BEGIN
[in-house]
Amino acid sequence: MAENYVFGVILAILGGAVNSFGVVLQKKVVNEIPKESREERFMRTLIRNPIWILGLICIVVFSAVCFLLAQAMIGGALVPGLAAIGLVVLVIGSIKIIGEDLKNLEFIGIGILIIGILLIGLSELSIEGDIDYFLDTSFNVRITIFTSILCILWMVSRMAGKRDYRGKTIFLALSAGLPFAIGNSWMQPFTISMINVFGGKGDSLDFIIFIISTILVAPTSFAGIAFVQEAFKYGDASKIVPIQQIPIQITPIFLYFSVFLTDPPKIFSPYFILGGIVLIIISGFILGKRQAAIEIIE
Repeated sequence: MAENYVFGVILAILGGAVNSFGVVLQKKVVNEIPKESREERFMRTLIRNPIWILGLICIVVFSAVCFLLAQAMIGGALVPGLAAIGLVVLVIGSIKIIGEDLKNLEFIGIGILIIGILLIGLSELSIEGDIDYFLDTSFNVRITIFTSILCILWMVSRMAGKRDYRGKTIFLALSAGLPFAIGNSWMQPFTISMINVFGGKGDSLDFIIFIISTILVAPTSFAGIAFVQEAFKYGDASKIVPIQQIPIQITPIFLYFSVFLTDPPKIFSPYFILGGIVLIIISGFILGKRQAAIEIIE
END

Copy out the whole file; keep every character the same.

[in-house]
Amino acid sequence: MAENYVFGVILAILGGAVNSFGVVLQKKVVNEIPKESREERFMRTLIRNPIWILGLICIVVFSAVCFLLAQAMIGGALVPGLAAIGLVVLVIGSIKIIGEDLKNLEFIGIGILIIGILLIGLSELSIEGDIDYFLDTSFNVRITIFTSILCILWMVSRMAGKRDYRGKTIFLALSAGLPFAIGNSWMQPFTISMINVFGGKGDSLDFIIFIISTILVAPTSFAGIAFVQEAFKYGDASKIVPIQQIPIQITPIFLYFSVFLTDPPKIFSPYFILGGIVLIIISGFILGKRQAAIEIIE
Repeated sequence: MAENYVFGVILAILGGAVNSFGVVLQKKVVNEIPKESREERFMRTLIRNPIWILGLICIVVFSAVCFLLAQAMIGGALVPGLAAIGLVVLVIGSIKIIGEDLKNLEFIGIGILIIGILLIGLSELSIEGDIDYFLDTSFNVRITIFTSILCILWMVSRMAGKRDYRGKTIFLALSAGLPFAIGNSWMQPFTISMINVFGGKGDSLDFIIFIISTILVAPTSFAGIAFVQEAFKYGDASKIVPIQQIPIQITPIFLYFSVFLTDPPKIFSPYFILGGIVLIIISGFILGKRQAAIEIIE